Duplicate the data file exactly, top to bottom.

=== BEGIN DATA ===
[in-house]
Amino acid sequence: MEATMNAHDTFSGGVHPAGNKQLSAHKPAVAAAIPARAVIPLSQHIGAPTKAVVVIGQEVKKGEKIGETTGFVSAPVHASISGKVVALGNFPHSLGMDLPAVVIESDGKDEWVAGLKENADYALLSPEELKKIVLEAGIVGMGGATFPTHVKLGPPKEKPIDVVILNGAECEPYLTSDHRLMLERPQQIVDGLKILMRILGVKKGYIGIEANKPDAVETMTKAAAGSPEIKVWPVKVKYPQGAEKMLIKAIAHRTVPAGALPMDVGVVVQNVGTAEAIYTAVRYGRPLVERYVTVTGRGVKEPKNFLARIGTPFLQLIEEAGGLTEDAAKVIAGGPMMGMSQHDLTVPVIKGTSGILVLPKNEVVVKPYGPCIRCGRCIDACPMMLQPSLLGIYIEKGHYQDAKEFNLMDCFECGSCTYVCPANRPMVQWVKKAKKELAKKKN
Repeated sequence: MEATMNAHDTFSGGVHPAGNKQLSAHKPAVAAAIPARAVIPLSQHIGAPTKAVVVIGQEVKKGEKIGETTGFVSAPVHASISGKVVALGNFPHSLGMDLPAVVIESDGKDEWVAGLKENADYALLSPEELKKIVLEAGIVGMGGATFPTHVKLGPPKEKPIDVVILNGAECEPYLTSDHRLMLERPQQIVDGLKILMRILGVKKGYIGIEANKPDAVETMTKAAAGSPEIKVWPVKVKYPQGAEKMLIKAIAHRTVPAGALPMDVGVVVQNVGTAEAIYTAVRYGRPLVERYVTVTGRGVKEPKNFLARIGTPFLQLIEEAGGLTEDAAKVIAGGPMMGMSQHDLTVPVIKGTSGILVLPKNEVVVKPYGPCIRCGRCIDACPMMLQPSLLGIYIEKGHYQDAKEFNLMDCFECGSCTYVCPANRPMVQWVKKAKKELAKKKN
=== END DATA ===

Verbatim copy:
[in-house]
Amino acid sequence: MEATMNAHDTFSGGVHPAGNKQLSAHKPAVAAAIPARAVIPLSQHIGAPTKAVVVIGQEVKKGEKIGETTGFVSAPVHASISGKVVALGNFPHSLGMDLPAVVIESDGKDEWVAGLKENADYALLSPEELKKIVLEAGIVGMGGATFPTHVKLGPPKEKPIDVVILNGAECEPYLTSDHRLMLERPQQIVDGLKILMRILGVKKGYIGIEANKPDAVETMTKAAAGSPEIKVWPVKVKYPQGAEKMLIKAIAHRTVPAGALPMDVGVVVQNVGTAEAIYTAVRYGRPLVERYVTVTGRGVKEPKNFLARIGTPFLQLIEEAGGLTEDAAKVIAGGPMMGMSQHDLTVPVIKGTSGILVLPKNEVVVKPYGPCIRCGRCIDACPMMLQPSLLGIYIEKGHYQDAKEFNLMDCFECGSCTYVCPANRPMVQWVKKAKKELAKKKN
Repeated sequence: MEATMNAHDTFSGGVHPAGNKQLSAHKPAVAAAIPARAVIPLSQHIGAPTKAVVVIGQEVKKGEKIGETTGFVSAPVHASISGKVVALGNFPHSLGMDLPAVVIESDGKDEWVAGLKENADYALLSPEELKKIVLEAGIVGMGGATFPTHVKLGPPKEKPIDVVILNGAECEPYLTSDHRLMLERPQQIVDGLKILMRILGVKKGYIGIEANKPDAVETMTKAAAGSPEIKVWPVKVKYPQGAEKMLIKAIAHRTVPAGALPMDVGVVVQNVGTAEAIYTAVRYGRPLVERYVTVTGRGVKEPKNFLARIGTPFLQLIEEAGGLTEDAAKVIAGGPMMGMSQHDLTVPVIKGTSGILVLPKNEVVVKPYGPCIRCGRCIDACPMMLQPSLLGIYIEKGHYQDAKEFNLMDCFECGSCTYVCPANRPMVQWVKKAKKELAKKKN